We have already discussed how sales and marketing can be time-consuming. This is a bigger issue for freelancers than it is for bigger businesses as your time is a rare and precious commodity. 

Luckily, smart planning, technology and other freelancers can help you maintain the needed level of sales and marketing activity without the need to work every hour in the day. 

Planning is the single most important thing you can do when looking to grow your freelance business with sales and marketing. This will save you a vast amount of time and allow you to quickly and easily leverage the below methods to increase your activity without detracting from your personal or paid time. 

We could go deep into detail on how to create a complex and overarching marketing plan. However, for the busy freelancers, your marketing plan can follow just three simple steps:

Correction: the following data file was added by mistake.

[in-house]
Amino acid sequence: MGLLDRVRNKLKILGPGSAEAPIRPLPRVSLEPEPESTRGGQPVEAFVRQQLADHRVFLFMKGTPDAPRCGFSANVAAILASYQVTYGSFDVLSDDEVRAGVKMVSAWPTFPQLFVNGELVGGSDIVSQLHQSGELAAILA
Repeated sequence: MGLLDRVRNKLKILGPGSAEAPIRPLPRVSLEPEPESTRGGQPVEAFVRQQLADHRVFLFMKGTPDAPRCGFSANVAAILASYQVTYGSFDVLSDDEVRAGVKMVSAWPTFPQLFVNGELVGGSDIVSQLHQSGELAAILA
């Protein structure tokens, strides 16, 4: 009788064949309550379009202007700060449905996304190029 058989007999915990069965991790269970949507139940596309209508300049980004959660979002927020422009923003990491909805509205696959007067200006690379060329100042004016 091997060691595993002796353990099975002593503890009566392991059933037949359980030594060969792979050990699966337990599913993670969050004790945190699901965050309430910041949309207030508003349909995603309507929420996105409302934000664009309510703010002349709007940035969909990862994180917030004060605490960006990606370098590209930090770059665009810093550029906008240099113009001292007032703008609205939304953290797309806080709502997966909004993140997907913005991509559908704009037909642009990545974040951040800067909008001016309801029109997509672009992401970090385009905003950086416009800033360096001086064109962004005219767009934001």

Set your objectives (what do you want to achieve?)
Decide how you will reach those objectives (which sales and marketing techniques will you use?)
Note down how you will measure success. 

When you are selling yourself (a freelancer) never underestimate the power of authenticity. 
With this warning in mind, we can still use automation to help increase our sales and marketing activities. However, these should never be used in a way which can make you seem in-human or as spam. 

Good automation tools you may use for marketing include social media scheduling (Hootsuite), email marketing (MailChimp) and even chatbots to help customers find the right solution for them. 

Other marketing methods and the majority of sales techniques can be outsourced to other freelancers or businesses. For example, you may consider outsourcing the following activities:
Blog writing
Website writing
Marketing campaigns
Direct sales